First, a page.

Eagle requires carbon monoxide detectors | SteamboatToday.com

Eagle requires carbon monoxide detectors

Pam Boyd/Eagle Valley Enterprise

— The words ‘additional government regulation’ raise hackles for many citizens but if anyone needs a testimonial regarding the town of Eagle, Colorado’s new carbon monoxide detector rules, just give Ron Beard a call.

A number of years ago, the Beard family was irritated when a detector in their home kept sounding. They didn’t smell anything and their home was relatively new, so the Beards just thought they had a faulty carbon monoxide detector. But to be on the safe side, they decided to have their home checked out.

“The police department told us if we had fallen asleep, especially the kids wouldn’t have woken up,” says Beard. “We were really thankful that we had the detectors and we listened to them.”

Today, the Beards have multiple carbon monoxide detectors in their home and because of the town’s newly adopted building code, so will all new homeowners in Eagle.

Last month, the Eagle Town Board adopted the 2006 international building code. The new rules will take effect April 18 and one of the biggest changes is the carbon monoxide detector requirement. Eagle now will require that all new homes, additions or remodels include the detectors outside bedrooms and on each level of the house.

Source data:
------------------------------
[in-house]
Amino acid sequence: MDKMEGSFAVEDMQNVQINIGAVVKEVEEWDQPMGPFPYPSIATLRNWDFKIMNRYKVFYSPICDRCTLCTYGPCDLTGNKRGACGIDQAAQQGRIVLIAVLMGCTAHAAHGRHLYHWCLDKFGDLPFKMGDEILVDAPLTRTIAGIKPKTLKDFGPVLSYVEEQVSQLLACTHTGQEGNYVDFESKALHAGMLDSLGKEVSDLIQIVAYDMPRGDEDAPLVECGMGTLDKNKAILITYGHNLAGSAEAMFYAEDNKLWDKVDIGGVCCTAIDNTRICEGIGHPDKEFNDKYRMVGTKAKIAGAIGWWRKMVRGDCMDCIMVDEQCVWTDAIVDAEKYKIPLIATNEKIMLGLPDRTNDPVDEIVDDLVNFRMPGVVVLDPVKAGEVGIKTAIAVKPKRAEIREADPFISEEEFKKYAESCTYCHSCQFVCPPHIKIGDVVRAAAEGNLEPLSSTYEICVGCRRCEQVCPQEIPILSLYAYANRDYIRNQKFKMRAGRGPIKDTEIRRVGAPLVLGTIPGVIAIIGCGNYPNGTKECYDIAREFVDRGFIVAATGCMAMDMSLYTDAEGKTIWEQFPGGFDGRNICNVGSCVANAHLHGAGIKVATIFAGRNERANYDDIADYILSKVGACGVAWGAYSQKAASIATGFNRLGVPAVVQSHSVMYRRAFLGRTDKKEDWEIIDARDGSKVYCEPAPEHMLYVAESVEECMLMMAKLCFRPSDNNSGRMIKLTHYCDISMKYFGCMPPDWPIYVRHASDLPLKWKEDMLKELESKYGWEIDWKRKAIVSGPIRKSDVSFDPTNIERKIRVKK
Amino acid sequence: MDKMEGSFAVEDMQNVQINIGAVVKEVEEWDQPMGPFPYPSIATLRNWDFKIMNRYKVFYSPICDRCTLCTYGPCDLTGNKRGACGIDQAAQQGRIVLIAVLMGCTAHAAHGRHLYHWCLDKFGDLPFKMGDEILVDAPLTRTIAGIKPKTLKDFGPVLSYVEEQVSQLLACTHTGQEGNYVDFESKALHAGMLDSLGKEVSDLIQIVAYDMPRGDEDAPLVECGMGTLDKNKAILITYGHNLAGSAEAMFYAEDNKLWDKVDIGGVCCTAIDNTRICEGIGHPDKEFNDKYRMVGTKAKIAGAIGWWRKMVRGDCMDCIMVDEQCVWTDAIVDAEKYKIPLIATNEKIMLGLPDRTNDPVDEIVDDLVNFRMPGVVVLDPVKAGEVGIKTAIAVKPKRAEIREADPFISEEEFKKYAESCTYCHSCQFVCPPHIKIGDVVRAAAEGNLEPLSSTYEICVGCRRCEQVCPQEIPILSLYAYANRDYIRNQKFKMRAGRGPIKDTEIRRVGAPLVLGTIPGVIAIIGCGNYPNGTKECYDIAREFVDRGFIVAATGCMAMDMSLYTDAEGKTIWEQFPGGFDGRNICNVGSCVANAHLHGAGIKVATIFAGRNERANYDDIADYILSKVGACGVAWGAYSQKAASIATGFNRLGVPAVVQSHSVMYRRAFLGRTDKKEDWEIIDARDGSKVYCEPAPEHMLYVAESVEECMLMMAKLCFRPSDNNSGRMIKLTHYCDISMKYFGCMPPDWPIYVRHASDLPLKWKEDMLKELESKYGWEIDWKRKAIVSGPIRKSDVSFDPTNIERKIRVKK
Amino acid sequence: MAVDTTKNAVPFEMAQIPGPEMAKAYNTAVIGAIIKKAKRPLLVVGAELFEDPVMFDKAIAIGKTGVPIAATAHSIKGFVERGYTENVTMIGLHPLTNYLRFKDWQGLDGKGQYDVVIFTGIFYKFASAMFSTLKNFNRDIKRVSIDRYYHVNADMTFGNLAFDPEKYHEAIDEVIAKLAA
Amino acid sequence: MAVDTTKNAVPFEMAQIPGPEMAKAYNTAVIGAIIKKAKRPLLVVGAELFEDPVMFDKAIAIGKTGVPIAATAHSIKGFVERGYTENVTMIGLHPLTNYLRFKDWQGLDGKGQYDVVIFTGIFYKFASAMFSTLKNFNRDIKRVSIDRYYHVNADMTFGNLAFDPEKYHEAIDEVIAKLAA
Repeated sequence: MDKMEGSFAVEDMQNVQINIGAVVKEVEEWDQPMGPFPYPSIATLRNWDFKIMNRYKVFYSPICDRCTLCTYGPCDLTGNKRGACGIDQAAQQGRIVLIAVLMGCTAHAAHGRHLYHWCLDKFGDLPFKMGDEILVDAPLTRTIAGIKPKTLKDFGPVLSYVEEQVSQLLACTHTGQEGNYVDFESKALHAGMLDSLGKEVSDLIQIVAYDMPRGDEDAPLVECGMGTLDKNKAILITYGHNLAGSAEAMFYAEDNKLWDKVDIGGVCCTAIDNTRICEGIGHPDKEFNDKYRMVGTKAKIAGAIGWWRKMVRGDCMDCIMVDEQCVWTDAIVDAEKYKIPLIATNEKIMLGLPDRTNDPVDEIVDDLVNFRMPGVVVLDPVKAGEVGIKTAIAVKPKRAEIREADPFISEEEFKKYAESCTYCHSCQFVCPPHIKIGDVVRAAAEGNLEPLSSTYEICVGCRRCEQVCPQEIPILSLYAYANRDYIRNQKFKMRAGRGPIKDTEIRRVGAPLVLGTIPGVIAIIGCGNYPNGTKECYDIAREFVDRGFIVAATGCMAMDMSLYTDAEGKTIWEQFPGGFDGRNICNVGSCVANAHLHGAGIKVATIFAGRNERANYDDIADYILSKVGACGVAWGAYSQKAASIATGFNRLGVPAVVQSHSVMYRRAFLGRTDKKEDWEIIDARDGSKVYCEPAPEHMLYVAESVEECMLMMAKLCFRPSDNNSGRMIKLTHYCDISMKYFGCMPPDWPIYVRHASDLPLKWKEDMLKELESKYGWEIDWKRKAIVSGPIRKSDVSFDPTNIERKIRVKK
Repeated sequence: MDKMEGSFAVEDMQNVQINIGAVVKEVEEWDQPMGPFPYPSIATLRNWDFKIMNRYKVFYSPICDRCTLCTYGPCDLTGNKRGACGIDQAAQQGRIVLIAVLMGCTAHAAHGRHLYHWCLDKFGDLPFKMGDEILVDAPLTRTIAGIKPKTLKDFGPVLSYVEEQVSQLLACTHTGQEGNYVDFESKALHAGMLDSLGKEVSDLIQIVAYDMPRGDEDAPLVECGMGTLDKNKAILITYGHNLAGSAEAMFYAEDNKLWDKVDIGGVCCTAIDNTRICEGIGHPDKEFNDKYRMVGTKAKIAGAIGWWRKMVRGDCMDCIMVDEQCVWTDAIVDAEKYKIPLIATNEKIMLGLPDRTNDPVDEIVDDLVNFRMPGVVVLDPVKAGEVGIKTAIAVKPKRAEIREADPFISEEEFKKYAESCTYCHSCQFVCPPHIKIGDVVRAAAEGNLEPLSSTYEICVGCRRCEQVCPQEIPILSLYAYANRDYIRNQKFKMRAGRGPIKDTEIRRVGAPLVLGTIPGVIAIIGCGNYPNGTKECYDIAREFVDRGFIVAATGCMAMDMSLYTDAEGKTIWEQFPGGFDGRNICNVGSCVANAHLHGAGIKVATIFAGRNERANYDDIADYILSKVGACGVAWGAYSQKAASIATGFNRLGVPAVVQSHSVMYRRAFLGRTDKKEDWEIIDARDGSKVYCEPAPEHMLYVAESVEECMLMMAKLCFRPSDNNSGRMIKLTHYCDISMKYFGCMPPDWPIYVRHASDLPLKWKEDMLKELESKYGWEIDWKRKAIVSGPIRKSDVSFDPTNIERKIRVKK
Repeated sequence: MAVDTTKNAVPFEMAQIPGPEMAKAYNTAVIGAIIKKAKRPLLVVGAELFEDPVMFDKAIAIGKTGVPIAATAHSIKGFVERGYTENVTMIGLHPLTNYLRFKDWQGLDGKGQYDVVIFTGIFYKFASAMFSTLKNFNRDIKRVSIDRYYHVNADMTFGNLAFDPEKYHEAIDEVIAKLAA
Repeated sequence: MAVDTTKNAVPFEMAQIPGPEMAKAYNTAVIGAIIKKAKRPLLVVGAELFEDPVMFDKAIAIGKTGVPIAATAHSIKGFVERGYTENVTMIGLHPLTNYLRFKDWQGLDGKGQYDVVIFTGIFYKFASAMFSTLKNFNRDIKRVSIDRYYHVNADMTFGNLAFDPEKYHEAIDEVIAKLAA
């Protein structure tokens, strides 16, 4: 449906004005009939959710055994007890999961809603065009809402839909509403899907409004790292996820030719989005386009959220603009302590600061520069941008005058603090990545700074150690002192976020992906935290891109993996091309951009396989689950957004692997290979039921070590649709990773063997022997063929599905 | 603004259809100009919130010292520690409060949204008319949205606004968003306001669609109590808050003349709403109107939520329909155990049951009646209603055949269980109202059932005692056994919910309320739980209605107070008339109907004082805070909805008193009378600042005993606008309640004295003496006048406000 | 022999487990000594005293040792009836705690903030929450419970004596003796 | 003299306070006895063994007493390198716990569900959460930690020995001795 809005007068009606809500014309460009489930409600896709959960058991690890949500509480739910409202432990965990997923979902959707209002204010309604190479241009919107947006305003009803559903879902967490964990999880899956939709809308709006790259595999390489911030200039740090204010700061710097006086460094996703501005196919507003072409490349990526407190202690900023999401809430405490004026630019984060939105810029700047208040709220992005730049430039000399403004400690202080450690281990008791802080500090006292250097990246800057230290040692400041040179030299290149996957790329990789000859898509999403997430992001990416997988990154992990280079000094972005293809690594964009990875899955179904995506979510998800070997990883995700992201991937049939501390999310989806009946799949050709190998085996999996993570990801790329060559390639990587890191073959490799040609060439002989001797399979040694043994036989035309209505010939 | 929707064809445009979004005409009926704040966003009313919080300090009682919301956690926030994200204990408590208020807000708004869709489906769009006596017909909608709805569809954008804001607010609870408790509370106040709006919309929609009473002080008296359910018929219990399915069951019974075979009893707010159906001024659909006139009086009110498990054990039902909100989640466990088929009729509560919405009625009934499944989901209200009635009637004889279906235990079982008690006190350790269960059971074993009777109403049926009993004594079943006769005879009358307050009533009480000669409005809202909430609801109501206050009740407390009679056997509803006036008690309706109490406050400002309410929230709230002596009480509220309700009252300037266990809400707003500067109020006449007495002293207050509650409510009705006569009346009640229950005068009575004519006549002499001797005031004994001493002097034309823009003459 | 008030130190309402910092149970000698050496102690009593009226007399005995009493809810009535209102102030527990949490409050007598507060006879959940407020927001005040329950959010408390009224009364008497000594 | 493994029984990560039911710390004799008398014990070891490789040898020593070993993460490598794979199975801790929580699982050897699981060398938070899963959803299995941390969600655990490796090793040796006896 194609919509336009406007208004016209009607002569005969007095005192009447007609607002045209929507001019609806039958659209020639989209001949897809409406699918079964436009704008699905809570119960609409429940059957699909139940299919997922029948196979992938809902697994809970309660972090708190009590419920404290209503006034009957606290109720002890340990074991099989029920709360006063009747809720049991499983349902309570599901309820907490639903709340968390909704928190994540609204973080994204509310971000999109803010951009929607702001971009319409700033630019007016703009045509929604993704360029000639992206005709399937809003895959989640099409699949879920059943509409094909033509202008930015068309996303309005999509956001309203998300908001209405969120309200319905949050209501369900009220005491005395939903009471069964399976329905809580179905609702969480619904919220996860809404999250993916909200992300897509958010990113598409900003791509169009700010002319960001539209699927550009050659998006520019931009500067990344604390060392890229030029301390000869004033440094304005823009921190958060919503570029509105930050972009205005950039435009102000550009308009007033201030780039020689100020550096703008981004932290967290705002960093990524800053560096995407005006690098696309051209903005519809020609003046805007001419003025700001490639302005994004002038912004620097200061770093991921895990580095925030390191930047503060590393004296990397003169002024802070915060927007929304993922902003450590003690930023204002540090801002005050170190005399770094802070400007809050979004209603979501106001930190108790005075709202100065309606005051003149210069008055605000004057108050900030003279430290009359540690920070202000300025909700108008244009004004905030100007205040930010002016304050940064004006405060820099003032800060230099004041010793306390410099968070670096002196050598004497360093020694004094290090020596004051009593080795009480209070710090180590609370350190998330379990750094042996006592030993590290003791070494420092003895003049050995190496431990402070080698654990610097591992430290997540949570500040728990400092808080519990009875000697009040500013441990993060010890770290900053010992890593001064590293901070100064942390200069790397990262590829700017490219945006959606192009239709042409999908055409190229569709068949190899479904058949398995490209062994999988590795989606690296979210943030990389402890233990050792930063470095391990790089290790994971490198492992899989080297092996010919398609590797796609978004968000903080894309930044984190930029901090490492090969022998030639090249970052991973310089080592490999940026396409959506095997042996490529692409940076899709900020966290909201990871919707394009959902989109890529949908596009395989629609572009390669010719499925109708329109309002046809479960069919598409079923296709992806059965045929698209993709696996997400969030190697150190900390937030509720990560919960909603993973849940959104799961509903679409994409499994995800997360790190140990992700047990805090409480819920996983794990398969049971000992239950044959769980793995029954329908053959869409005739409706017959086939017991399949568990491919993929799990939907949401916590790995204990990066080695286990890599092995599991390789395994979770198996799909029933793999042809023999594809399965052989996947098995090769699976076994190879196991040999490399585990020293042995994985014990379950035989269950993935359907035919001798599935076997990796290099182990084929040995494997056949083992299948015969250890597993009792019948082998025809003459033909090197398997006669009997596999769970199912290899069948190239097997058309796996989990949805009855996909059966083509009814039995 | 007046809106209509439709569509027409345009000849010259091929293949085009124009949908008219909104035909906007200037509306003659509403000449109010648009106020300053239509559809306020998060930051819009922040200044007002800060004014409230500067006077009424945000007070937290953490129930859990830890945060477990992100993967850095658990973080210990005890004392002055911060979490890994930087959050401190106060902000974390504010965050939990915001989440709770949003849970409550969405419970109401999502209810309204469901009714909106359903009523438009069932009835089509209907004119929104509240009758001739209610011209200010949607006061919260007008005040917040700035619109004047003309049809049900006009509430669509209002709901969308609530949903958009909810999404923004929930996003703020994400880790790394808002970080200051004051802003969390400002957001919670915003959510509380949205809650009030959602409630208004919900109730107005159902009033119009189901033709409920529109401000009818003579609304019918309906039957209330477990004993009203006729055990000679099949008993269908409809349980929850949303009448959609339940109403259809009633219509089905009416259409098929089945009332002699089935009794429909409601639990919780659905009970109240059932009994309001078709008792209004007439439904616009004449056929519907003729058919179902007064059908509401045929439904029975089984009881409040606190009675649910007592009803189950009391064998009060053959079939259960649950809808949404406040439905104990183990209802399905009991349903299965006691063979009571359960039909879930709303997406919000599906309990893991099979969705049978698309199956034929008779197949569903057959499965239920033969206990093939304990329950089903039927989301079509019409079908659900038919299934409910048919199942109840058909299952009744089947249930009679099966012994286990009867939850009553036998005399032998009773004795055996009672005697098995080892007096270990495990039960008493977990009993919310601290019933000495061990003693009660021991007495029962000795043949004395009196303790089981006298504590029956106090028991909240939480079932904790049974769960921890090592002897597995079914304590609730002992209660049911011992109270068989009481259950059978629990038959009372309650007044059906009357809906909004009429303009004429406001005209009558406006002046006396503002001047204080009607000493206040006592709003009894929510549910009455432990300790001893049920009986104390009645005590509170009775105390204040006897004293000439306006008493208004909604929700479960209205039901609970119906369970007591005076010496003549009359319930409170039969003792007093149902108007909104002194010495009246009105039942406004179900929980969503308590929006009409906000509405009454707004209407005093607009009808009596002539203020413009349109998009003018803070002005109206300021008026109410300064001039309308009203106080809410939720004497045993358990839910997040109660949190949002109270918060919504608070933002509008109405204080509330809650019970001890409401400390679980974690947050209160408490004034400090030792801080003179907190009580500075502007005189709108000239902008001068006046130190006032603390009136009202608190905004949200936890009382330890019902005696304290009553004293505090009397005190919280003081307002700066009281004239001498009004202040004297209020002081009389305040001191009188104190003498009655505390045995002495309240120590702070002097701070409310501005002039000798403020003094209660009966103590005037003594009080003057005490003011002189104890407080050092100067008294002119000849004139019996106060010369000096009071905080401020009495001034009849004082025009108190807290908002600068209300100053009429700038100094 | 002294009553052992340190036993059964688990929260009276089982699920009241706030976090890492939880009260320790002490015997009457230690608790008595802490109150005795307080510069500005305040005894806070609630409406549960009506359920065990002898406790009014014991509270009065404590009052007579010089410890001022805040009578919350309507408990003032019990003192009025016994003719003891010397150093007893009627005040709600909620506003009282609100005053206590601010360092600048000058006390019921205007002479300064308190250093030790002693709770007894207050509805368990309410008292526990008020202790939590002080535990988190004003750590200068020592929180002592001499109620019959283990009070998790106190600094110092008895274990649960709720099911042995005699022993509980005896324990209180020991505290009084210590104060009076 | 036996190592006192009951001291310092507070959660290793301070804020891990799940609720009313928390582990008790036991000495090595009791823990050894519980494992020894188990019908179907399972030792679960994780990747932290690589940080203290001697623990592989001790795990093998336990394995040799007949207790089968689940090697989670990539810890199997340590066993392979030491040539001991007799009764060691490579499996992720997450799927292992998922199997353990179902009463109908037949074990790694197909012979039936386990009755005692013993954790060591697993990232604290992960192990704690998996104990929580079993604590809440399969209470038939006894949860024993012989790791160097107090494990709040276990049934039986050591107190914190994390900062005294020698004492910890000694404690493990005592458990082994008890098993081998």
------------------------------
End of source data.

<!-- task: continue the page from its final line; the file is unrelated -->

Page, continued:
“It’s really a basic health and safety issue,” Eagle building inspector Bob Kohrmann said, “and you can get carbon monoxide detectors that cost anywhere from $20 to $75.”

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Carbon monoxide is a colorless, odorless gas, Kohrmann says.

“You don’t even know you are in it,” he says.

After prolonged exposure, victims begin to feel flu-like symptoms and become tired. Tragically, victims often fall asleep, and their exposure then reaches lethal levels. That’s what happened in December to the Lofgren family during a visit to Aspen.

The Lofgrens – Parker and Caroline and their children Owen and Sophie – were found in their beds, and investigators theorized the family just went to sleep and never woke up. The source of the carbon monoxide turnout out to be a broken pipe in a crawl space under the multimillion-dollar home where the Lofgrens were staying. There were no detectors in the home.